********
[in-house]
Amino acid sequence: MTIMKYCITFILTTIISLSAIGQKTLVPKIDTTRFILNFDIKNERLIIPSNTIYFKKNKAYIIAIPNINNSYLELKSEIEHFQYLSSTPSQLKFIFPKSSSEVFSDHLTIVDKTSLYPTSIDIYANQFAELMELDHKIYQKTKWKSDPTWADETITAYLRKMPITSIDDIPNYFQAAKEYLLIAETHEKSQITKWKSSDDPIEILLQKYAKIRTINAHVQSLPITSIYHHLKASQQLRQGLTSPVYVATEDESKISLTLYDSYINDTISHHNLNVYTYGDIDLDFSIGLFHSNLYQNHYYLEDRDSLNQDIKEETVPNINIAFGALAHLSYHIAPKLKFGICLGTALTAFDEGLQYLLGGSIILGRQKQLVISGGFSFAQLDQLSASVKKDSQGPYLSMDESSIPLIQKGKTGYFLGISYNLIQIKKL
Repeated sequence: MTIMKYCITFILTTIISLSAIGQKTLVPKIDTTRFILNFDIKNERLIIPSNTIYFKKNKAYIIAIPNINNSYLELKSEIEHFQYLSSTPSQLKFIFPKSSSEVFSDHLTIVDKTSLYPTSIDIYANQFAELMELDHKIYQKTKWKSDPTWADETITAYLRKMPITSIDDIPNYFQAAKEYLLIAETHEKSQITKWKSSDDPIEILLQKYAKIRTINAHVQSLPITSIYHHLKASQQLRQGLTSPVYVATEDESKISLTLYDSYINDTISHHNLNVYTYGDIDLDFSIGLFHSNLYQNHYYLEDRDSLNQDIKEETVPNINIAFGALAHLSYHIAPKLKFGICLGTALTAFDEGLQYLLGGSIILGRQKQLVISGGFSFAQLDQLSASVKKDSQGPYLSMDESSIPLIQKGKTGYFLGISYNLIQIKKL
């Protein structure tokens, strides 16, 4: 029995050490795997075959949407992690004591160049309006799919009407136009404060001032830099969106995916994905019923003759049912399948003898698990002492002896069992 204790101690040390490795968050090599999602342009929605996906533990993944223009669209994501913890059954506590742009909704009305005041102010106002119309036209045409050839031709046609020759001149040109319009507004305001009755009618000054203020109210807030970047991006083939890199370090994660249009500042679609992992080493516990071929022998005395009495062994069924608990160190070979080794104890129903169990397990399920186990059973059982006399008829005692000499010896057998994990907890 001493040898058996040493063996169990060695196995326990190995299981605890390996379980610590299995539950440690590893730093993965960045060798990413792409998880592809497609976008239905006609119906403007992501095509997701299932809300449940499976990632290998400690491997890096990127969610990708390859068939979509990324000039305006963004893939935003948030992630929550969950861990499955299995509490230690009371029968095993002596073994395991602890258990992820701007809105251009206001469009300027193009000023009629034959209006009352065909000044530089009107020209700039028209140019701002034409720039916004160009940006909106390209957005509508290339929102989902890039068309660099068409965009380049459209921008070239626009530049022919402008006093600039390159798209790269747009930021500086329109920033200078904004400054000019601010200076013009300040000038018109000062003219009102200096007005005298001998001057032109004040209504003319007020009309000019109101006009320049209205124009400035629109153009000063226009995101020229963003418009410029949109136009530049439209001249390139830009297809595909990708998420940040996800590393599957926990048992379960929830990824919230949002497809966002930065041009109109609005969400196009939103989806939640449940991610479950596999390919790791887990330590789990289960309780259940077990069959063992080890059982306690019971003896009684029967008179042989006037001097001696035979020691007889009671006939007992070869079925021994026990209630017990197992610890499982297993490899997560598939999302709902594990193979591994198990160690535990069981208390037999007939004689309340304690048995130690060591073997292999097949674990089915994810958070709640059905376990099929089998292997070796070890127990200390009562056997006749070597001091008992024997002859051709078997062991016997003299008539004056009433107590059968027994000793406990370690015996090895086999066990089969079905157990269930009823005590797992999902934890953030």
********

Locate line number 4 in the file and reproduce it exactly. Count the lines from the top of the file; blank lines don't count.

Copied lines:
């Protein structure tokens, strides 16, 4: 029995050490795997075959949407992690004591160049309006799919009407136009404060001032830099969106995916994905019923003759049912399948003898698990002492002896069992 204790101690040390490795968050090599999602342009929605996906533990993944223009669209994501913890059954506590742009909704009305005041102010106002119309036209045409050839031709046609020759001149040109319009507004305001009755009618000054203020109210807030970047991006083939890199370090994660249009500042679609992992080493516990071929022998005395009495062994069924608990160190070979080794104890129903169990397990399920186990059973059982006399008829005692000499010896057998994990907890 001493040898058996040493063996169990060695196995326990190995299981605890390996379980610590299995539950440690590893730093993965960045060798990413792409998880592809497609976008239905006609119906403007992501095509997701299932809300449940499976990632290998400690491997890096990127969610990708390859068939979509990324000039305006963004893939935003948030992630929550969950861990499955299995509490230690009371029968095993002596073994395991602890258990992820701007809105251009206001469009300027193009000023009629034959209006009352065909000044530089009107020209700039028209140019701002034409720039916004160009940006909106390209957005509508290339929102989902890039068309660099068409965009380049459209921008070239626009530049022919402008006093600039390159798209790269747009930021500086329109920033200078904004400054000019601010200076013009300040000038018109000062003219009102200096007005005298001998001057032109004040209504003319007020009309000019109101006009320049209205124009400035629109153009000063226009995101020229963003418009410029949109136009530049439209001249390139830009297809595909990708998420940040996800590393599957926990048992379960929830990824919230949002497809966002930065041009109109609005969400196009939103989806939640449940991610479950596999390919790791887990330590789990289960309780259940077990069959063992080890059982306690019971003896009684029967008179042989006037001097001696035979020691007889009671006939007992070869079925021994026990209630017990197992610890499982297993490899997560598939999302709902594990193979591994198990160690535990069981208390037999007939004689309340304690048995130690060591073997292999097949674990089915994810958070709640059905376990099929089998292997070796070890127990200390009562056997006749070597001091008992024997002859051709078997062991016997003299008539004056009433107590059968027994000793406990370690015996090895086999066990089969079905157990269930009823005590797992999902934890953030």